Read our recent Export Focus stories. Click on a logo to be taken to the relevant article.
Case Study: Visual Business
Exporting is one thing, but if you are marketing your business overseas as well, this can bring its own complications. Luckily that’s something that John Stephens, MD and Creative Director of Visual Business, recognised early on and has turned to his advantage.
Based in Street, Visual Business was formed in 2013 and produces corporate videos, including professional translation videos for businesses that export. Having had similar conversations with a number of businesses that trade internationally, John identified a common demand for professional videos that use native speakers and understand the relevant cultural considerations, enabling the businesses to communicate perfectly with their target audiences.
John Stephens explains, “Communicating a business message in a different language is full of danger, where a mistranslation can change the meaning or unintentionally offend someone. The cultural side is equally important as mistakes can easily be made if you don’t fully understand the culture of a country, particularly when it comes to business etiquette. For this reason, Visual Business works with a professional, local translation company, which provides fluent narratives and has a strong understanding of cultural expectations.”
Although this international service is still in its infancy, Visual Business is already working with businesses exporting to Spain, Italy and Eastern European countries, and is working closely with UKTI and the China-Britain Business Council to further develop the service.
John says that the support received from the Somerset Chamber has been instrumental in getting the international side of his business up-and-running. “The Somerset Chamber of Commerce have been an immense help from the start. As well as hosting the international workshops that I have attended, they have put me in touch with various experts in the international field, including arranging meetings for me with members of UKTI and Devon Chamber of Commerce.”
In terms of his key learning points from the experience so far, John says, “To be patient, as additional regulation related to overseas trade means that everything takes a lot longer to process. For instance, we are working with an electronics partner and a media station in China, and due to multiple levels of bureaucracy and the fact that it’s a country undergoing several major market reforms, things can take a long time. There are comprehensive regulatory requirements for foreign currency conversions, trade settlements and bank borrowing. In addition, the laws under which you will operate your business are different – intellectual property rights protection is challenging and there are unique systems for taxation, labour regulation and dispute resolution.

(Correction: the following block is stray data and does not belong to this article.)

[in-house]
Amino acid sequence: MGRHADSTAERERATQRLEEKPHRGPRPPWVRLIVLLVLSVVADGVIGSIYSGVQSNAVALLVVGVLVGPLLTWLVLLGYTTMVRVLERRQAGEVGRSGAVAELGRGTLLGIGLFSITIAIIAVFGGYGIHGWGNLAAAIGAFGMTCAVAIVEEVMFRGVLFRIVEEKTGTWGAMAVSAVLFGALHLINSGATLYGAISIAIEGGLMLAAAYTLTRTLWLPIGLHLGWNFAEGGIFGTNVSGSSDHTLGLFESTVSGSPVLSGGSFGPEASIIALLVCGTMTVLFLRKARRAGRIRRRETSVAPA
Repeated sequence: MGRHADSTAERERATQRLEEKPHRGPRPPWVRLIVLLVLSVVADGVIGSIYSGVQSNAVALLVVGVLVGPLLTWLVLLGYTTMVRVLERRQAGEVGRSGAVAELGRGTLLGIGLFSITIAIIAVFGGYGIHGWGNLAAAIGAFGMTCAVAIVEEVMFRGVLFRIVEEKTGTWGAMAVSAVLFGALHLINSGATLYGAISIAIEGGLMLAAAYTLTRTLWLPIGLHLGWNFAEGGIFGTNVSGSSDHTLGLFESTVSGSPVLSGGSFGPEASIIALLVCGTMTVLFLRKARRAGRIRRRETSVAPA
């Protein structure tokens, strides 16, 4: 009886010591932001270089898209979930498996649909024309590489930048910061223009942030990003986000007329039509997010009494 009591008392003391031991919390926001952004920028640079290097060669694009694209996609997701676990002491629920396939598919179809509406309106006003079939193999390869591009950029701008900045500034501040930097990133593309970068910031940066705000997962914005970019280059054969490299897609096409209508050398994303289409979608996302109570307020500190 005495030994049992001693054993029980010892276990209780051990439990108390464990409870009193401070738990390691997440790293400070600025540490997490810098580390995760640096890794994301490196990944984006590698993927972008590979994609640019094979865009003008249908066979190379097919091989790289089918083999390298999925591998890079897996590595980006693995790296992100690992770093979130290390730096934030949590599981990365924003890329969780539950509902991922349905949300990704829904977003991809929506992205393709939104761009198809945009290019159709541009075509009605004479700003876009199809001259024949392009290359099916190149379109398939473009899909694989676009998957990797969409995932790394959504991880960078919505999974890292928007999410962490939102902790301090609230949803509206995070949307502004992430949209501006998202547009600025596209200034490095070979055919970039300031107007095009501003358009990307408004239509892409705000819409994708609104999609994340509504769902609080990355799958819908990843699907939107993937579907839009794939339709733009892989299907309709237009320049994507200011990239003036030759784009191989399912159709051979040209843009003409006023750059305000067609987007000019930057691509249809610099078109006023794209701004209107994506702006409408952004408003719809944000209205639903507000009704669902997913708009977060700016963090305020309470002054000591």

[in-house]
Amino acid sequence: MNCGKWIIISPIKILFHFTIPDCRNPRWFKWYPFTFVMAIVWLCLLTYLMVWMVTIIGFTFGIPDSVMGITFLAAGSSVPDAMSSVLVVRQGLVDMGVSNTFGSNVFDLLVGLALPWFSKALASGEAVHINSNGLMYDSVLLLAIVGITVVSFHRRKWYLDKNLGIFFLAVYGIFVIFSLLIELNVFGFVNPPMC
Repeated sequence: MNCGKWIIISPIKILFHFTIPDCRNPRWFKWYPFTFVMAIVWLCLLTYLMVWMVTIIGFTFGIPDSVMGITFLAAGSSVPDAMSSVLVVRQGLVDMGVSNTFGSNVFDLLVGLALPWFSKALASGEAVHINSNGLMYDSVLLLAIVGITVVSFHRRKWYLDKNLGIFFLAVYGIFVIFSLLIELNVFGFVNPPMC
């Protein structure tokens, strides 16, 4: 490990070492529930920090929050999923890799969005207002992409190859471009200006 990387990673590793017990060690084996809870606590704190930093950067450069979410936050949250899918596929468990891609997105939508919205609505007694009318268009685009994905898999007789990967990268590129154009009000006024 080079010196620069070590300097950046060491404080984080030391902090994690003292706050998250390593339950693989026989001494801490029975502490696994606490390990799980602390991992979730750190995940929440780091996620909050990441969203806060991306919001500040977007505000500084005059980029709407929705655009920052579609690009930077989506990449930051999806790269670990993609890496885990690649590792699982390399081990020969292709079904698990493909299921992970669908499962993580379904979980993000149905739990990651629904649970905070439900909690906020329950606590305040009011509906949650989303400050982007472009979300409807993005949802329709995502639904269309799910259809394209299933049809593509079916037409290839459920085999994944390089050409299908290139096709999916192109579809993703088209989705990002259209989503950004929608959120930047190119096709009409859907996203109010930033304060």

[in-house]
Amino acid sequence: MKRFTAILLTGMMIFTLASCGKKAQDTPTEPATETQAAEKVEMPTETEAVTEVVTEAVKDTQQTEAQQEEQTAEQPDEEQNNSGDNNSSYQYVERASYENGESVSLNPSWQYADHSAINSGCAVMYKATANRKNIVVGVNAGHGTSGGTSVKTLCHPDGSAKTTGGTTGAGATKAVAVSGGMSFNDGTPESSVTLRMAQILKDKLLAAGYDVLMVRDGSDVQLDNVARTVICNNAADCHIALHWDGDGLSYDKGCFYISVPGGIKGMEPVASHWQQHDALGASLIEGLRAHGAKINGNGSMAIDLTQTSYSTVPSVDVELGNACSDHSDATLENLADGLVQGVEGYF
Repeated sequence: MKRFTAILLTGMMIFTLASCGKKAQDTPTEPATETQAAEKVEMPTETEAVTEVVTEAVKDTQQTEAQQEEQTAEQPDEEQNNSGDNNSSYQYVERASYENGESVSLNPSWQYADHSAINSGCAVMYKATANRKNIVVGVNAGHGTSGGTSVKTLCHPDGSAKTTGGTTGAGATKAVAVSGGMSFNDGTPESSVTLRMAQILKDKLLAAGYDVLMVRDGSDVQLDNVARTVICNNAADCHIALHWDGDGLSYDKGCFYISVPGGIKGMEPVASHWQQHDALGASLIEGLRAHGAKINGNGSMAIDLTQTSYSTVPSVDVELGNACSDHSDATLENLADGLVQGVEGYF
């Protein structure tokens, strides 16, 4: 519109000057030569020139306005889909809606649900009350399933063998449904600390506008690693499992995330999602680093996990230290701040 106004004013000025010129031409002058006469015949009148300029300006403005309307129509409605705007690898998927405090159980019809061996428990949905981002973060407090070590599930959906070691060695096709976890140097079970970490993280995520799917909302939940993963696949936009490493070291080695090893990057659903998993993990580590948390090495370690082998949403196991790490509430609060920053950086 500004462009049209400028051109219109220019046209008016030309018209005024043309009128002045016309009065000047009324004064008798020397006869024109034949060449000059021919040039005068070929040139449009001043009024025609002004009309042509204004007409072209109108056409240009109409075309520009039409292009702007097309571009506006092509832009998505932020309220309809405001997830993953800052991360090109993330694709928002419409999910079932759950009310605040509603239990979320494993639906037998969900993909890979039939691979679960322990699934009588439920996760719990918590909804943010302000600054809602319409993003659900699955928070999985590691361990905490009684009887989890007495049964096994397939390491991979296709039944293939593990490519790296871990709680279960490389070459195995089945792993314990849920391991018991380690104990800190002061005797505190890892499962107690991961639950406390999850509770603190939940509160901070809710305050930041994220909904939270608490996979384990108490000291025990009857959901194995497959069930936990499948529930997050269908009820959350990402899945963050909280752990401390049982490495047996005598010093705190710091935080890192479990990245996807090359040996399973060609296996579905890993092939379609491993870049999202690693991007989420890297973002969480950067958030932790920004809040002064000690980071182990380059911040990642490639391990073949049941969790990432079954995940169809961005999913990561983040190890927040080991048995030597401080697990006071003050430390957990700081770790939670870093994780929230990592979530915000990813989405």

“What really helps is to work with people who understand the market you’re trading in. Ensure that you have a good relationship with all parties, have a thorough plan, and are diligent about obtaining the right information and permits. Understanding and accepting that things can take time will help make the process go more smoothly.”
Asked for his advice for other businesses that are new to or interested in trading internationally, John says, “Trading internationally presents a huge opportunity to grow your business and expand your horizons. As well as being patient, you should be prepared to invest time and money in professional services such as advice on international trading, culture, business expectations and translation services.
“Take the first step and get some advice. Speak to local businesses that are currently exporting abroad. Give the Somerset Chamber a call, plus there are plenty of other organisations that also offer help and support such as UKTI, CBBC, Business West, and more. All of these organisations can really help with the journey of exporting.”
Case Study: Ministry of Cake
Ministry of Cake is the UK’s largest manufacturer of frozen desserts for the UK and European foodservice markets, including gateaux, cheesecakes, hot puddings and pot desserts. Founded in 1865 as a wedding breakfast caterer in Yeovil, it has grown into a £30million turnover company, employing over 250 personnel on two manufacturing sites in Taunton and Torquay.
International trade became a key focus for the business when it won a substantial contract to supply a worldwide coffee shop chain in Europe, the Middle East and Asia. This contract was awarded in 2014 and Ministry of Cake has been supplying since May of this year.
The international transportation of frozen products was a challenge the business identified early on, which was resolved by seeking the advice of another supplier for the coffee shop chain. Finance Director Jeremy French explains, “This was invaluable in learning about the pitfalls, and gave us time to ensure we didn’t fall down the same traps.”
According to Jeremy, not only has this contract had a significant impact on their financial performance, but it has also made them re-assess the quality and range of products that Ministry of Cake is able to manufacture, ensuring that regional variations in taste are taken into account.